1. Notice, organisations are obliged to provide information to data subjects on a number of key elements relating to the processing of their personal data (e.g. type of data collected, purpose of processing, right of access and choice, conditions for onward transfers and liability). Further safeguards apply, in particular the requirement for organisations to make public their privacy policies.
  2. Choice, data subjects may object (opt out) if their personal data shall be disclosed to a third party (other than an agent acting on behalf of the organisation) or used for a “materially different” purpose. In case of sensitive data, organisations must in principle obtain the data subject’s affirmative express consent (opt in). Moreover, under the Choice Principle, special rules for direct marketing generally allowing for opting out “at any time” from the use of personal data apply.
  3.  Accountability for onward transfer, any onward transfer of personal data from an organisation to controllers or processors can only take place (i) for limited and specified purposes, (ii) on the basis of a contract (or comparable arrangement within a corporate group) and (iii) only if that contract provides the same level of protection as the one guaranteed by the Privacy Principles.
  4. Security, organisations creating, maintaining, using or disseminating personal data must take “reasonable and appropriate” security measures, taking into account the risks involved in the processing and the nature of the data.
  5. Data integrity and purpose limitation, personal data must be limited to what is relevant for the purpose of the processing, reliable for its intended use, accurate, complete and current. An organisation may not process personal data in a way that is incompatible with the purpose for which it was originally collected or subsequently authorised by the data subject.
  6. Access, data subjects have the right, without need for justification and only against a non-excessive fee, to obtain from an organisation confirmation of whether such organisation is processing personal data related to them and have the data communicated within reasonable time. Where personal information is processed solely for research or statistical purposes, access may be denied. The organisations has to justify its motivations for denying the request.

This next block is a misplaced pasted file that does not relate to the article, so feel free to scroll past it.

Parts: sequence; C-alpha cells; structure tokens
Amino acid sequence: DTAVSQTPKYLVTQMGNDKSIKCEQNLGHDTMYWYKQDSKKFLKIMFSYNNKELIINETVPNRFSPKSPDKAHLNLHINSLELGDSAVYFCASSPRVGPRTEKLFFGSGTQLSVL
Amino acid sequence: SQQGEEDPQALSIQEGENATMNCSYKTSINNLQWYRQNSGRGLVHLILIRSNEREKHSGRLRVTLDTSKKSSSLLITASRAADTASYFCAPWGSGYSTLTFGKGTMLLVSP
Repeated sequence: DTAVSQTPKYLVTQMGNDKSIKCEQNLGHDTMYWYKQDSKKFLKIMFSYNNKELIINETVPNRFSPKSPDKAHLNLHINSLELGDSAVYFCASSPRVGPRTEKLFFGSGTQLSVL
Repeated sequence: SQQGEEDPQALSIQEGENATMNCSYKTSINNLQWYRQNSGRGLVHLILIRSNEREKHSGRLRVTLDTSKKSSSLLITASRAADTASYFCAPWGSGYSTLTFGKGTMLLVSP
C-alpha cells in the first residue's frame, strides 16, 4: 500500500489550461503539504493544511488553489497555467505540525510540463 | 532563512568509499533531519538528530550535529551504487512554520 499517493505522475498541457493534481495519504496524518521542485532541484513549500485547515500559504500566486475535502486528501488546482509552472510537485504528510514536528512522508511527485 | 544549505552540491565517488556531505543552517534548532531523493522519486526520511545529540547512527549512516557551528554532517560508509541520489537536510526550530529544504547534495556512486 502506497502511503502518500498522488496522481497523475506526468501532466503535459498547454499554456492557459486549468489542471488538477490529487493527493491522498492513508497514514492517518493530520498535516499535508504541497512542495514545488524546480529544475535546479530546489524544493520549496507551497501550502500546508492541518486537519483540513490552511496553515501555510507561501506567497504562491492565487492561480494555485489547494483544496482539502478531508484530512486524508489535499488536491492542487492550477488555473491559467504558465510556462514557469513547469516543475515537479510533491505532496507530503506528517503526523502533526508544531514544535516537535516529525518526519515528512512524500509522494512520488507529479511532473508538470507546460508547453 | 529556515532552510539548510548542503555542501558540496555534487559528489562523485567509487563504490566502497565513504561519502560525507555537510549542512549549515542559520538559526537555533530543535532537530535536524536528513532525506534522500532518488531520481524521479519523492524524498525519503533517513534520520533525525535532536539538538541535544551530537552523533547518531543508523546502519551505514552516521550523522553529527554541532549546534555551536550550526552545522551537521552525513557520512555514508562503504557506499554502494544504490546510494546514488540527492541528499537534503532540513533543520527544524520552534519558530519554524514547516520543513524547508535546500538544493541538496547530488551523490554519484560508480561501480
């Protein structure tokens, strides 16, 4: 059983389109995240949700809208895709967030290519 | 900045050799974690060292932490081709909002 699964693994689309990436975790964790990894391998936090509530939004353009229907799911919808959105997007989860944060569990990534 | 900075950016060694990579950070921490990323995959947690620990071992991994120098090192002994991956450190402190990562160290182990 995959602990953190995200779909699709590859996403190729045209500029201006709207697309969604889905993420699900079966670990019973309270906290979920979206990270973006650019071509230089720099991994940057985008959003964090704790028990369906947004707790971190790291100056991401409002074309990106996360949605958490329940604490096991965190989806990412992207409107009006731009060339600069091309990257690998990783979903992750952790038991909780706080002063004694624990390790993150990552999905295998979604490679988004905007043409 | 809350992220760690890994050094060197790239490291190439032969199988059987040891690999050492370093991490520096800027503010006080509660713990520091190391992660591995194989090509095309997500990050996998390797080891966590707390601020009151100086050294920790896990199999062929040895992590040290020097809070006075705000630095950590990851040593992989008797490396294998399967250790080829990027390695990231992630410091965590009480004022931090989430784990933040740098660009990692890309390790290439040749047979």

7. Recourse, enforcement, and liability, participating organisations must provide robust mechanisms to ensure compliance with the other Privacy Principles and recourse for EU data subjects whose personal data have been processed in a non-compliant manner, including effective remedies.

There’s also a supplemental set of principles that includes provisions around sensitive data, secondary liability, the role of data protection authorities, human resources data, pharmaceutical and medical products, and publicly available data.
What about BCRs and Model Clauses?
Safe Harbor wasn’t the only means to legally transfer personal data to the United States. There’s always been to possibilities for Binding Corporate Rules and Standard Model Contracts. But when the Court ruled Safe Harbor as insufficient for EU-US data transfers, the European DPAs, organised in the Article 29 Working Party (A29WP), made it clear that they will not just assess any new agreement but also take these two measures into account.
Nevertheless, they do still provide a short and medium term solution especially for entities that want space to reflect, without the risk of being dragged into a Privacy Shield regulatory storm. According to the Commission, the data collected under the Privacy Shield agreement will cover these alternatives.

The next steps
The Commission has now submitted the Privacy Shield to data protection authorities. The A29WP will meet in Brussels in April to agree a common position on the privacy shield. This opinion will not be legally binding, but it will be a very strong indication whether the Privacy Shield meets the legal requirements from the perspective of top data protection experts.
EU Member States also are able to issue a binding opinion, but it is not expected to that they will oppose the agreement that is reached as their main concern appears to be to restore the data flows for the sake of the digital economy as quickly as possible.
Progress therefore will likely be driven by economic considerations which could lead us to expect to see privacy shield in action as soon as late Spring 2016 to early Summer 2016.

Kim Smouter is Government Affairs Manager at ESOMAR, #esoGOV #esomar